Look, writing headlines is difficult. But it’s damn important. You’ve probably heard the 80/20 rule by now. 80% of your visitors will read your headline, but only 20% will read further. When you’re against these odds, you better make your headline count!
- Vague – If I don’t know what you do OR what you can offer me after reading your headline, I probably won’t read further.
- Descriptive – What’s in it for me? Simple facts aren’t enough. Put yourself in your customers’ shoes. How are you improving their lives?
- Cliched – You’re innovative? Think differently? Save it, please. Your customers are rolling their eyes. PROVE IT!
TRY to use…
- Benefits – How will your product/service make your reader a better version of themselves? Time and money are two universal factors in peoples’ lives.
- Numbers, Facts and Stats – Use these to build authority and believability. Just don’t go overboard!
- Specificity – How, specifically, will you improve their lives? Get into the nitty-gritty.
- Curiosity – Unusual or dramatic word choice (kill, death, destroy) and provocative questions are a great way to keep your readers reading. CrazyEgg’s guide to writing headlines has some good examples. Ghost-written by yours truly, by the way. Shh…
- Brevity – Don’t make your headline a paragraph. Keep it under 10 words. Your readers are an impatient bunch.
Ugly As Sin
Ouch, toooo much text!
Okay, okay, I’m a copywriter. And my own website is far from a work of art. But…according to the powers that be (Google), users form design opinions in 50 milliseconds. And 75% of people judge a business’s credibility based on design.
So many websites think ‘more is more’. They fill their landing pages with information, images, and options. But all they’re doing is destroying their credibility and leaving users feeling overwhelmed and put off.
Is your website badly-designed? Cluttered? It could be killing your conversions.
Get a designer. A good one. If you’re cheap, here are some tips:
- Contrast – A bland, monotone site isn’t just unattractive. It fails to draw attention to key elements – namely, headers and desirable call-to-actions.
- Minimal – Don’t overwhelm your users. Use white space and concise, spaced-out content to make the site readable and easy on the yes.
- Hierarchy – Content should have a visual order, as visitors read in a very specific order. Contrast, balance, alignment…they all have an important part to play. Read all about it here.
- Readability – Fonts, images and elements should all work harmoniously. Avoid unpleasant contrasts or hard-to-read text.
Shiny happy…stock image people!
Images communicate far more quickly and effectively than words. Ah crap…I chose the wrong career. Anyway, the thing is that images are processed in milliseconds – and using them in the right way can communicate some powerful things for your landing pages.
- Stock images – Business people having a great old time, laughing, doing BUSINESS! What could go wrong? Everything, according to Intechnic. These are the worst kinds of images you could use.
- Low-quality – Crappy quality images are just…ugly. Invest a little more time and use high-quality, high-res images for your landing pages.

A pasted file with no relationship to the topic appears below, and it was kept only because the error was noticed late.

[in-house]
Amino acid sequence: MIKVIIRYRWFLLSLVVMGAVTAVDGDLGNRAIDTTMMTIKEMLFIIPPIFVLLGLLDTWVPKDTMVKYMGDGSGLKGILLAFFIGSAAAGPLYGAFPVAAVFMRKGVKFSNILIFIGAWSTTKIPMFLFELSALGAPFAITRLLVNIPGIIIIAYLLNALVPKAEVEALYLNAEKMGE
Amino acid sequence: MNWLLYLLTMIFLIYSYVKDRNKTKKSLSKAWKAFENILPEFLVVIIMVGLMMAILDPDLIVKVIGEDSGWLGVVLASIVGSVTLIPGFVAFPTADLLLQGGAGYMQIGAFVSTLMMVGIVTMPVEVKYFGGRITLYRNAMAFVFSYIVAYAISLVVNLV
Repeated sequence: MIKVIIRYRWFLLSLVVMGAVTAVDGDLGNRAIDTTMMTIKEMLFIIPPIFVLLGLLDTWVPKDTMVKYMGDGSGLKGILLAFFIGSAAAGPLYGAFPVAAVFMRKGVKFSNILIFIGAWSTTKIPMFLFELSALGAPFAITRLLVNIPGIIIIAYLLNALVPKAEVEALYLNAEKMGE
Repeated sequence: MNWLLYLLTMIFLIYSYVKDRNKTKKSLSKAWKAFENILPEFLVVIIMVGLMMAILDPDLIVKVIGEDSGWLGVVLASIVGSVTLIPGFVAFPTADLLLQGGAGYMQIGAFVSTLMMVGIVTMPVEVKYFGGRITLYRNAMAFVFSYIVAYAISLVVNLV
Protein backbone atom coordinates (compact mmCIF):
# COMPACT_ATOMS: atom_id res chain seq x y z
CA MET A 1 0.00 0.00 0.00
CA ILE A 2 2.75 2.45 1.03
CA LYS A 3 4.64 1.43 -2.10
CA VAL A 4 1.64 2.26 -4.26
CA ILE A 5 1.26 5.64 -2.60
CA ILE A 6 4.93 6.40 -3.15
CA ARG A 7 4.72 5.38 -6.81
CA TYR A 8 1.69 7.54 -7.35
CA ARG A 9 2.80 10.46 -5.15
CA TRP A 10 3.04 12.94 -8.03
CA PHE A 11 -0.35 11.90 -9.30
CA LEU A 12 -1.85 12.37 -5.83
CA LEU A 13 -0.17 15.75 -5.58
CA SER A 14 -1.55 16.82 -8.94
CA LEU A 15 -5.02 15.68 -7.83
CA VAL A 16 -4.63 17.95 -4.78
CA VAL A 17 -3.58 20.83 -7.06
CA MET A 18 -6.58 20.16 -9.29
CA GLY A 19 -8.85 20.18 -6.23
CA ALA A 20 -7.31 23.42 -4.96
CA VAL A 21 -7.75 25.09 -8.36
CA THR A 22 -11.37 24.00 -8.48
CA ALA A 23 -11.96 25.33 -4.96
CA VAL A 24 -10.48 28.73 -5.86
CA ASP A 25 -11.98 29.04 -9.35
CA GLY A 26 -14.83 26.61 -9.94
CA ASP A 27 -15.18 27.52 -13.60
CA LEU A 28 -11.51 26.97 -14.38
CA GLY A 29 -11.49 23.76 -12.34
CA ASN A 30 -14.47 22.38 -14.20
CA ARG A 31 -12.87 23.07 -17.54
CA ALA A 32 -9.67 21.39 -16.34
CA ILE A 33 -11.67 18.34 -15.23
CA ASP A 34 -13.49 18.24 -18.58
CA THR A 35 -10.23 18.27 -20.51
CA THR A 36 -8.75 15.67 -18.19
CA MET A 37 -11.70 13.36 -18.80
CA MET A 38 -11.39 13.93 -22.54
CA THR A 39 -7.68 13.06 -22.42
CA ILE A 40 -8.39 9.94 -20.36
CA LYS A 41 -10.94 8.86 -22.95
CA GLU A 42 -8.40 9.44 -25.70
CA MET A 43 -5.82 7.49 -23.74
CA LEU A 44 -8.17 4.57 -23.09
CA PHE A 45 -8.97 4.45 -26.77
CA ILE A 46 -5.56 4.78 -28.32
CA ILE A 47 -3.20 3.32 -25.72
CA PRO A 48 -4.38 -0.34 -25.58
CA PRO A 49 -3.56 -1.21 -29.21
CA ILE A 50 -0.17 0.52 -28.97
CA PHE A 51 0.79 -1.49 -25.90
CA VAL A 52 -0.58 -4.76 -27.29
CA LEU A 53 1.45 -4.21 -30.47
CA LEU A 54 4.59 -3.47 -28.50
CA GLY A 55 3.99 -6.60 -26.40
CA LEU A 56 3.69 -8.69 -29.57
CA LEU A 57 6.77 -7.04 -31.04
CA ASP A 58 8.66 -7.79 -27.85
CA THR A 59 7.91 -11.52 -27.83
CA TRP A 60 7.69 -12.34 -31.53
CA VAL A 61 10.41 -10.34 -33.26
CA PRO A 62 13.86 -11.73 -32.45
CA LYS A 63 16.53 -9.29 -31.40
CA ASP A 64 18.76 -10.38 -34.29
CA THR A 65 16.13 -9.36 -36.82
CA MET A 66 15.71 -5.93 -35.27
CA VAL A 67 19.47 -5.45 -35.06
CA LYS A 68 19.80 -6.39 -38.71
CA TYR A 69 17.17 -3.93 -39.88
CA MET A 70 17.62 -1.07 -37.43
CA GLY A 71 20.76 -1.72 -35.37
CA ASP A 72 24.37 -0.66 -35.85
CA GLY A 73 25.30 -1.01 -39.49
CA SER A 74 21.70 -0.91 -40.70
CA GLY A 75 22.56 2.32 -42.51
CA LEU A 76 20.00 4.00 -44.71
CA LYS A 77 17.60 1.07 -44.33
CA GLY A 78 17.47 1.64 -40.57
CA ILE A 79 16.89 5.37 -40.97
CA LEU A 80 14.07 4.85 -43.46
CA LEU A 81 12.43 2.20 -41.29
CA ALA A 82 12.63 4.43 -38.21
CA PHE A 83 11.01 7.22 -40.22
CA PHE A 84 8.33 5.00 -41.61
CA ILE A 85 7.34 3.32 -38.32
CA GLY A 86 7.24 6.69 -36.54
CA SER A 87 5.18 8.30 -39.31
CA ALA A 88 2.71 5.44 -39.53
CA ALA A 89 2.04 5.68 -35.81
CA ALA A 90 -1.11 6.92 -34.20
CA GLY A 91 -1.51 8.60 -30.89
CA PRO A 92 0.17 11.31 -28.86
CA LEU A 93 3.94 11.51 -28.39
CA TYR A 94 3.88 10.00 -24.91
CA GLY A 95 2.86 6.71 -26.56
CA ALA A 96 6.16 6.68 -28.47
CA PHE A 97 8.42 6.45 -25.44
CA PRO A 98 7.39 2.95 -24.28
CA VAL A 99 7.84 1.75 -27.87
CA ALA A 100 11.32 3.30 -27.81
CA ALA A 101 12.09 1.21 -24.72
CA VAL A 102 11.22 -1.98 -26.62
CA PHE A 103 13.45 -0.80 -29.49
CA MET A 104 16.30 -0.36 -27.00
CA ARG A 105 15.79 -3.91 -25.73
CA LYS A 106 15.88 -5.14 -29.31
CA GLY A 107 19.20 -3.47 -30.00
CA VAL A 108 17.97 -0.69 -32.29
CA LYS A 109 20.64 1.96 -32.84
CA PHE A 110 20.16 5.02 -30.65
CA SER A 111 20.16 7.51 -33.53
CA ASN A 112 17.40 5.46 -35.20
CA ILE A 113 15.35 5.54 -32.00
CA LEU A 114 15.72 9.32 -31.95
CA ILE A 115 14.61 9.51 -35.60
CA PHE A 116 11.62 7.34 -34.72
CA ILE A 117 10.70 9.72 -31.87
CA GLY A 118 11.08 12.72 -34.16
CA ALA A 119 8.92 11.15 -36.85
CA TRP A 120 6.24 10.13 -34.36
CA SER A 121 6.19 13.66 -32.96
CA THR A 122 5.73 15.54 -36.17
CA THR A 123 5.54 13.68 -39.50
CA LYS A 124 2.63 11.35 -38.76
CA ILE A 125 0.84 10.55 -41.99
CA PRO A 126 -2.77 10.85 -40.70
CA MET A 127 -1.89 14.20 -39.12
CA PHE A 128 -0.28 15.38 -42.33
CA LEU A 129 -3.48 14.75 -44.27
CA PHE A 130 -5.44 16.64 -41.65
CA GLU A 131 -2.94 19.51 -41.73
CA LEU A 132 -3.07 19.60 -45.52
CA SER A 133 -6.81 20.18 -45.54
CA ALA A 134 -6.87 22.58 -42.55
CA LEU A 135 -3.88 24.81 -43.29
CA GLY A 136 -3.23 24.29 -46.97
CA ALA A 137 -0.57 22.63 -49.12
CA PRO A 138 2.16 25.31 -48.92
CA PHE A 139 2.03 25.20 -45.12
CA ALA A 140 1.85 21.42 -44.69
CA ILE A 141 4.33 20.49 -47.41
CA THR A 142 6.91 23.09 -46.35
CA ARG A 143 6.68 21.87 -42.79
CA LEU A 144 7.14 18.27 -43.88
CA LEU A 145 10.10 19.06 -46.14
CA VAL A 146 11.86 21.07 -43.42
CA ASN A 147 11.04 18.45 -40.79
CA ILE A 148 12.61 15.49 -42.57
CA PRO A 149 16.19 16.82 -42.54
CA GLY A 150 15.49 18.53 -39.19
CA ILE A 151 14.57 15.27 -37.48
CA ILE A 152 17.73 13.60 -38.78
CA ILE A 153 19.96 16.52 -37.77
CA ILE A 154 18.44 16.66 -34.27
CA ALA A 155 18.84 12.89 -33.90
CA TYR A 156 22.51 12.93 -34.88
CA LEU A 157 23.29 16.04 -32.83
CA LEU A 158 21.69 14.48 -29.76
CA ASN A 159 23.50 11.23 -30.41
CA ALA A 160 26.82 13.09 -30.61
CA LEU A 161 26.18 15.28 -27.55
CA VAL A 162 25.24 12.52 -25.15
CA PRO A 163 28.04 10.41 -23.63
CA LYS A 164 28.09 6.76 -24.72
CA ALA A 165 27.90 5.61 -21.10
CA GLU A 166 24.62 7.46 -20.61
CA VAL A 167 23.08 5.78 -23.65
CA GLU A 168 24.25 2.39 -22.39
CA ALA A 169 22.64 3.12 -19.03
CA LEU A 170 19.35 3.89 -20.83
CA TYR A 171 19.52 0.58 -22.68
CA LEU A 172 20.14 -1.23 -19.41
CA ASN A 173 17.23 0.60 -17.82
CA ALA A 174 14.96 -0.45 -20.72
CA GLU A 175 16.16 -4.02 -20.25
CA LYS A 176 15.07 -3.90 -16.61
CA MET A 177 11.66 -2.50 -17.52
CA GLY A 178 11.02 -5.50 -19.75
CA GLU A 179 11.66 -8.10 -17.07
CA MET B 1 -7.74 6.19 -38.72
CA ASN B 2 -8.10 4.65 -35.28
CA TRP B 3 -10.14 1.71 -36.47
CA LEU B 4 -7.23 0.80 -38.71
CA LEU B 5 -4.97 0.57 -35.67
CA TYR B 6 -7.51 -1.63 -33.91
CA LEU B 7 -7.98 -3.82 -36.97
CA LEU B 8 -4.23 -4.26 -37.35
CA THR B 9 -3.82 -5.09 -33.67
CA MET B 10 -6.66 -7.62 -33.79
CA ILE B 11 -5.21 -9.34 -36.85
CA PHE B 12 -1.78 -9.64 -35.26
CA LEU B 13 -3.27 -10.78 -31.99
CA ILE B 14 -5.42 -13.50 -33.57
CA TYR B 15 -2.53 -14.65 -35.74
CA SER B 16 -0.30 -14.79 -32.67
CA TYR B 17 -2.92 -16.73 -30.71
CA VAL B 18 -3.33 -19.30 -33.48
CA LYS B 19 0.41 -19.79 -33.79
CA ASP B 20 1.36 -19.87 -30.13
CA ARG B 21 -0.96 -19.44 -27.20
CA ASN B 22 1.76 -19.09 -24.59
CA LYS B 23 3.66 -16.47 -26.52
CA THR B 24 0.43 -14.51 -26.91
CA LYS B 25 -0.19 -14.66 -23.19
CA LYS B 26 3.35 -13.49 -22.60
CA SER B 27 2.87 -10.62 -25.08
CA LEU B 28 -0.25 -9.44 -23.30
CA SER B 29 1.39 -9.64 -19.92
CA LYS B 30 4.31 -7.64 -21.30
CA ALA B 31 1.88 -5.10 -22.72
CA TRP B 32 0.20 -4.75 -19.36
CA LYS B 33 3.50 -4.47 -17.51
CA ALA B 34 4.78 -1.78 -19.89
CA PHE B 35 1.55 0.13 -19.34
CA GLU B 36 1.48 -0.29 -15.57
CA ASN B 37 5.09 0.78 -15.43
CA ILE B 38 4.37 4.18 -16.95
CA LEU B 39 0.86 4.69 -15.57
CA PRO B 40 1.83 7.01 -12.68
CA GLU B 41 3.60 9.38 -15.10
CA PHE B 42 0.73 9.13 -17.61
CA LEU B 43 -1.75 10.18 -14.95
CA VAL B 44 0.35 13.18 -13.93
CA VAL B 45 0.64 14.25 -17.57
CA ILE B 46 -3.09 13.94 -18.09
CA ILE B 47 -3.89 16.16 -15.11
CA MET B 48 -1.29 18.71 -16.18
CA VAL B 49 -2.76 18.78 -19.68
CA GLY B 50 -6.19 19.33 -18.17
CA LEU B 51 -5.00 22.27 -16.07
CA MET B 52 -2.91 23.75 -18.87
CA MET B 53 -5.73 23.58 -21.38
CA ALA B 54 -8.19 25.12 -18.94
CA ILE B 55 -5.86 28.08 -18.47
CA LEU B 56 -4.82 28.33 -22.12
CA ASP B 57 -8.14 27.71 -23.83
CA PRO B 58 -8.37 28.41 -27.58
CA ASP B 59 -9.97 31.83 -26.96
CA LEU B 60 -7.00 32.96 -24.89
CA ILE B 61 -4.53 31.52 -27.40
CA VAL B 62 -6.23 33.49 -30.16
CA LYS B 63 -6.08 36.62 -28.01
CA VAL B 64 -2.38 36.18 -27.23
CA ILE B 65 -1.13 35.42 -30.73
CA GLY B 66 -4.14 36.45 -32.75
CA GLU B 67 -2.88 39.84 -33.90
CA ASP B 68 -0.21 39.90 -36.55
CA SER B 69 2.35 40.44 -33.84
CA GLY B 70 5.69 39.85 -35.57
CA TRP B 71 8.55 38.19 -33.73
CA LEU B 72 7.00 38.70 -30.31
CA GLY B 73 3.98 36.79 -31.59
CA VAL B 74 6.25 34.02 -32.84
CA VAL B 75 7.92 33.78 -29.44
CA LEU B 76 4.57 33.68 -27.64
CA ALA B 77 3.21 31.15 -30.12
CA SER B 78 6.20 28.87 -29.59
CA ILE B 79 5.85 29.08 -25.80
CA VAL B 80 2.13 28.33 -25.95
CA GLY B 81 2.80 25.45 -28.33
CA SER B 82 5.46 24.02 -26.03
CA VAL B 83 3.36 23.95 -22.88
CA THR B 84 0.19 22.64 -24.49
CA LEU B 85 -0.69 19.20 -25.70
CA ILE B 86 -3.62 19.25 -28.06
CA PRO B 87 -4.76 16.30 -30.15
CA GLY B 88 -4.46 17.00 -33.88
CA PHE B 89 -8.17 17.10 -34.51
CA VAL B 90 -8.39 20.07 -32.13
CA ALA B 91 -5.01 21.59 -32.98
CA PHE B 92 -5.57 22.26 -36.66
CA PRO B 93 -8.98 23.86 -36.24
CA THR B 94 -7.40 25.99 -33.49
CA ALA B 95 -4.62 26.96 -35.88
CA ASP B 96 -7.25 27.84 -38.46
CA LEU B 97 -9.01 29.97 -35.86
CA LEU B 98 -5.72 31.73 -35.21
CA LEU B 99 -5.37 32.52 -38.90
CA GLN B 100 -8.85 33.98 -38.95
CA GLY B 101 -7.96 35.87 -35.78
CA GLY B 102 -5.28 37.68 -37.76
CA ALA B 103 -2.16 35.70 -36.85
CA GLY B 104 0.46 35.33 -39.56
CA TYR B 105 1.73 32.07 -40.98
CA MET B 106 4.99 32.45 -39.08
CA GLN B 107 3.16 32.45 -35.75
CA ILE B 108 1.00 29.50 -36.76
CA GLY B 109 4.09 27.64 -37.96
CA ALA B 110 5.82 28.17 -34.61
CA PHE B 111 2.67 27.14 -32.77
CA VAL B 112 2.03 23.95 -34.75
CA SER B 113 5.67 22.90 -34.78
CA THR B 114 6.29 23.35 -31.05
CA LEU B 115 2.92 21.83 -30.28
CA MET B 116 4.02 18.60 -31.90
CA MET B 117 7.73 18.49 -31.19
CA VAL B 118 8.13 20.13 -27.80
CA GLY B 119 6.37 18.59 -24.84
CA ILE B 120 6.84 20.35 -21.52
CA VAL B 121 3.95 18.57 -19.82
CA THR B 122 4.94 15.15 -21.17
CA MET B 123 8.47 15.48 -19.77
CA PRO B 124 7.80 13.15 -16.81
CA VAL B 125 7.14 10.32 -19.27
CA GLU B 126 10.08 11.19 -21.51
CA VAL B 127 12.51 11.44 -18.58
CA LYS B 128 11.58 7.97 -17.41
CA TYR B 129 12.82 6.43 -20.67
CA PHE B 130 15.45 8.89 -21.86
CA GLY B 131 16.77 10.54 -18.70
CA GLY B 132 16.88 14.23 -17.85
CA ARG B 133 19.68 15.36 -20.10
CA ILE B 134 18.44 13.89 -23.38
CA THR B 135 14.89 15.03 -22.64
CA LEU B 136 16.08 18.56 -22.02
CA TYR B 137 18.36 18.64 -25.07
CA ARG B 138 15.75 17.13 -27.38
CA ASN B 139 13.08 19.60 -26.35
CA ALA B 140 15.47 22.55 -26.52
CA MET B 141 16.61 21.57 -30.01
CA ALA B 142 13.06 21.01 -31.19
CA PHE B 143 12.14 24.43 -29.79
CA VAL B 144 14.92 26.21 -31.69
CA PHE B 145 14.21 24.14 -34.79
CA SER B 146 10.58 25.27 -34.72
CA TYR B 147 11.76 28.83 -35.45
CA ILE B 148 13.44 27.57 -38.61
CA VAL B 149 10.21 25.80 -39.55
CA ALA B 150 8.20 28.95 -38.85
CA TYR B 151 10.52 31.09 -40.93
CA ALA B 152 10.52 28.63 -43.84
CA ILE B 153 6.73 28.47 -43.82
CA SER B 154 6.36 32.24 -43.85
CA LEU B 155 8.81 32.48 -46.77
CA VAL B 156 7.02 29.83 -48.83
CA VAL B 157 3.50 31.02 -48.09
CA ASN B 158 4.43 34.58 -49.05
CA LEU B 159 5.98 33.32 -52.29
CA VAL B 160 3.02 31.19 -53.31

Use images of…
- Products – Whether you offer services or products, you can use high-quality images of these to develop trust and quickly explain what you offer.
- People – Images of people – especially people similar to your reader – create trust. Direct eye contact with the reader will increase engagement. Images of people using your products – that’s even better.
- Directional cues – Showing people where to look or click through shapes, arrows, or eye gaze direction is a powerful way to influence how your audience behaves.
Going For The Kiss Too Early
BUY NOW!! WE HAVE THE BEST DEALS!
You barely met her, and you’re already babbling about future dates, family meetings…children! You’re just too keen. She was interested, but you’re starting to scare her. You have that mad, needy look in your eye. She backs away, slowly…and leaves your page, never to be seen again.
This is a common mistake – in romance and marketing. Asking for their money before they even know who you are is an easy way to lose a customer.
- Prove yourself first – How, specifically, will their lives be better with you in it? How can they trust you? Empathise with their problems, prove that you can help, and show how you’ve helped other people like them (testimonials, case studies).
- Provide options – Yes, this might go against the grain. But offering two call-to-action options is a good way to keep everyone happy. Typical options might include a hard CTA and soft CTA (e.g. ‘start free trial’ and ‘learn more’.
- Emails – Many visitors won’t be ready to convert. That’s why capturing their email is super effective. A well-written emailing sequence can turn a doubtful visitor into a customer.
‘Me, Myself & I’
You’re talking about your services, so your company must be the most important thing here, right? Wrong! It’s all about the customer. And talking about how your company is a special little snowflake is a sure-fire way to send your prospects running away from your landing pages.
- Change the language – Stop with the ‘we’ and ‘our’, and start with the ‘you’ and ‘your’. Talk directly to your readers and create a conversation. This isn’t your CV, after all.
- Put yourself in their shoes – Yes, you might have experience, you might be ‘innovative’, you might do x, y, and z. But why does all of this matter to your reader? Translate your ‘features / descriptions’ into tangible benefits that’ll improve their lives.
- Transform features to benefits – You do X and Y, but what’s the end result of X and Y for your reader? For example, ‘digital marketing made simple’ might turn into ‘Increase your online conversions by up to 217%’.
No Real Incentives
Read more? zZZ….
Why should I ‘subscribe’ or send you a message? What’s the direct benefit to me – and why is it important I do so right now? Many landing pages fail to create effective call-to-actions. In fact, some don’t have a call-to-action at all!
- Freebie – Offer something free. Kissmetrics and CrazyEgg – brainchildren of Neil Patel – both do this fantastically. Give them something, and they’ll be more likely to reciprocate in return.
- Create urgency – Creating a sense of urgency can seriously drive your conversions higher. This could be by a lack of supply (limited places available) or a lack of time (offer expires x date).
- Visibility – Your call-to-action can’t be desirable if no one notices it! Use contrasting colours and a larger font size to make yours stand out.
High Converting Landing Pages
That’s it. Critiquing these websites is a lot of work, but I’ve learned from it.
Have anything to add? Feel free to comment below with any thoughts or suggestions!
Need help writing landing pages…or copy in general? I’m a freelance landing page copywriter with a focus on writing creative, high-conversion copy for SMEs, agencies and startups.
I’m offering a free landing page evaluation. If you’d like to learn more visit my website to sign up.